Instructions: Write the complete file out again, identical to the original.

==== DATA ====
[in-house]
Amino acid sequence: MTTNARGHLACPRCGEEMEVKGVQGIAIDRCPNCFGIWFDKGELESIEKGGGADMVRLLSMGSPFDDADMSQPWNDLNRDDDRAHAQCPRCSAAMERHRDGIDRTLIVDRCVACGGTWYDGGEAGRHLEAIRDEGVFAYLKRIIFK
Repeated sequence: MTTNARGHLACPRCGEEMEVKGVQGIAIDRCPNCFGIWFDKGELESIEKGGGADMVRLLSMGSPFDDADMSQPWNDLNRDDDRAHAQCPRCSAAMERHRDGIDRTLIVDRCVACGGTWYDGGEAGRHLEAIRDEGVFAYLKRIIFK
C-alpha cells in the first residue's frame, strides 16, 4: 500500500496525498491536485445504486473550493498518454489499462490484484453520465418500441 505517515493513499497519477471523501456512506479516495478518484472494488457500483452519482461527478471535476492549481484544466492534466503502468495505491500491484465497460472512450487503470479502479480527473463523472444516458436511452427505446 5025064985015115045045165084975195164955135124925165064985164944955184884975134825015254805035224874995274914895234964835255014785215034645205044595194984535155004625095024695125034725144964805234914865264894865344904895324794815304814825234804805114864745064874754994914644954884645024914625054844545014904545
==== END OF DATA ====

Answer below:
[in-house]
Amino acid sequence: MTTNARGHLACPRCGEEMEVKGVQGIAIDRCPNCFGIWFDKGELESIEKGGGADMVRLLSMGSPFDDADMSQPWNDLNRDDDRAHAQCPRCSAAMERHRDGIDRTLIVDRCVACGGTWYDGGEAGRHLEAIRDEGVFAYLKRIIFK
Repeated sequence: MTTNARGHLACPRCGEEMEVKGVQGIAIDRCPNCFGIWFDKGELESIEKGGGADMVRLLSMGSPFDDADMSQPWNDLNRDDDRAHAQCPRCSAAMERHRDGIDRTLIVDRCVACGGTWYDGGEAGRHLEAIRDEGVFAYLKRIIFK
C-alpha cells in the first residue's frame, strides 16, 4: 500500500496525498491536485445504486473550493498518454489499462490484484453520465418500441 505517515493513499497519477471523501456512506479516495478518484472494488457500483452519482461527478471535476492549481484544466492534466503502468495505491500491484465497460472512450487503470479502479480527473463523472444516458436511452427505446 5025064985015115045045165084975195164955135124925165064985164944955184884975134825015254805035224874995274914895234964835255014785215034645205044595194984535155004625095024695125034725144964805234914865264894865344904895324794815304814825234804805114864745064874754994914644954884645024914625054844545014904545